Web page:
Phosphorus is not as common as previously thought


Phosphorus, designated by the symbol P in the periodic table, is the 11th most common element on Earth. It is fundamental for all living things, being essential for the formation of DNA, cell membranes and for the formation of bones and teeth in humans.

However, according to a new study by astronomers at Cardiff University, there seems to be much less of this valuable element in the rest of the universe, contrary to what scientists believe.

Basically, phosphorus can be found in DNA and in compounds that are responsible for storing energy. It can be compared to the ingredients you find in your favorite food or drink, without these ingredients your favorite food would not be as good. Life without phosphorus, a crucial ingredient, would simply not be possible.

Jane Greaves, astronomer at Cardiff University, decided to search for phosphorus across the universe. She and her team spent a lot of time on a telescope in the Canary Islands to study the remains of two supernovae. Supernovae are the remains of stars that exploded at the end of their lives, living behind all kinds of elements. From this abundance of material new planets are formed.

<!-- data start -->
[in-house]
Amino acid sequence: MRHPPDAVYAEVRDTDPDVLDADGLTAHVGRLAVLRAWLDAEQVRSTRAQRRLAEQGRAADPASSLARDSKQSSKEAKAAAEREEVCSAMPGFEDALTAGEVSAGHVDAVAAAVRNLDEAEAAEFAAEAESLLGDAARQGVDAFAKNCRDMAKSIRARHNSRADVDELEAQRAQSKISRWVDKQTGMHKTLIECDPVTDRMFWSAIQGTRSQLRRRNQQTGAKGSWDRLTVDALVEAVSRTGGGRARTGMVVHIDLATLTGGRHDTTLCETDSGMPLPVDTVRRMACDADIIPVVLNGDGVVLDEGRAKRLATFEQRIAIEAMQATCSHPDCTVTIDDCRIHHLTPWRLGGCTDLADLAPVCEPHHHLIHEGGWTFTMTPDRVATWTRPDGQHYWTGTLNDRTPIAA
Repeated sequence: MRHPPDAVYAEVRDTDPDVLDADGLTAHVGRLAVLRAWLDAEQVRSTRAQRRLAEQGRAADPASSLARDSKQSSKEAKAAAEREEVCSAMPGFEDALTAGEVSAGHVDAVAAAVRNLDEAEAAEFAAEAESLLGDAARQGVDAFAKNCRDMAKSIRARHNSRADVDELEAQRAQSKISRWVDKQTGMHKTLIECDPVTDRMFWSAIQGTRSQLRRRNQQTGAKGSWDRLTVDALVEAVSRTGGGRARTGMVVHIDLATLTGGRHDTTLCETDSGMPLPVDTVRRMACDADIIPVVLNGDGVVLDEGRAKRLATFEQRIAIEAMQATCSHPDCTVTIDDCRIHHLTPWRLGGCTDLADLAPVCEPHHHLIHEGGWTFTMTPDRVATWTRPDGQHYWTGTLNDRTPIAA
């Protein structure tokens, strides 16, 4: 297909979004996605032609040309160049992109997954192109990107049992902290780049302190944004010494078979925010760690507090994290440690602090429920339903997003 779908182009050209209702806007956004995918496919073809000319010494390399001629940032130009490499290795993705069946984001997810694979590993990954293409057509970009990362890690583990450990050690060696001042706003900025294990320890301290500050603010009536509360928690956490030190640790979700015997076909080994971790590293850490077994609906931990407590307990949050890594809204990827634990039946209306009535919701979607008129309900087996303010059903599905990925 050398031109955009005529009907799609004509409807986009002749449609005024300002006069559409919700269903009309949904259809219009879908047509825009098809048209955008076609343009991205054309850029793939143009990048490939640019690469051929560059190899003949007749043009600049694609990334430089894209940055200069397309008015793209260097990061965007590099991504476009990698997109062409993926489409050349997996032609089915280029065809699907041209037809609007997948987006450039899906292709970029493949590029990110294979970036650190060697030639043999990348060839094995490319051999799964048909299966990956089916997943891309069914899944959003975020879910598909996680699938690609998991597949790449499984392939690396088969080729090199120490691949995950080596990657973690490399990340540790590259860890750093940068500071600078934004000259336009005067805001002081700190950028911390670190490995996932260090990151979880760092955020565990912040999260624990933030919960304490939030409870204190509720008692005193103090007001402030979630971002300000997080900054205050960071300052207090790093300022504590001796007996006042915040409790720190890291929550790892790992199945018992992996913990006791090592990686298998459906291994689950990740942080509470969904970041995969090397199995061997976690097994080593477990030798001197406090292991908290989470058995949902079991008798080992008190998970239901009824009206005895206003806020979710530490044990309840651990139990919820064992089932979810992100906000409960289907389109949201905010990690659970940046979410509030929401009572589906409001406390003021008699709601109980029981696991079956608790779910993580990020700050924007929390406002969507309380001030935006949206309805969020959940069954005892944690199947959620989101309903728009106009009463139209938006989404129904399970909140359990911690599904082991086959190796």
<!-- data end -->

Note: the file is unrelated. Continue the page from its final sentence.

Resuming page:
According to preliminary findings that Greaves and her colleague presented at a conference in the United Kingdom, the two observed supernovae reveal different levels of phosphorus. Based on these observations, they determined that the crucial ingredient for life is not distributed evenly across the cosmos.

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Greaves and her team also studied and explored the clouds of dust and gas that form around young stars. Dust usually aggregates into a planet.

During this project, the team used an observation technique that helps them to analyze the different light colors produced by supernova remnants. With this new data, scientists will be able to learn what elements are present in the remains.

However, even if there is only a limited amount of phosphorus in the universe, it does not mean that the chances of finding extraterrestrial life are reduced, according to Avi Loeb, an astronomer at Harvard University in Massachusetts, who was not involved in the study.

Carl Frantz

Polyglot, humanitarian, Carl was born in Germany but raised in the USA. He writes mostly on tech, science and culture.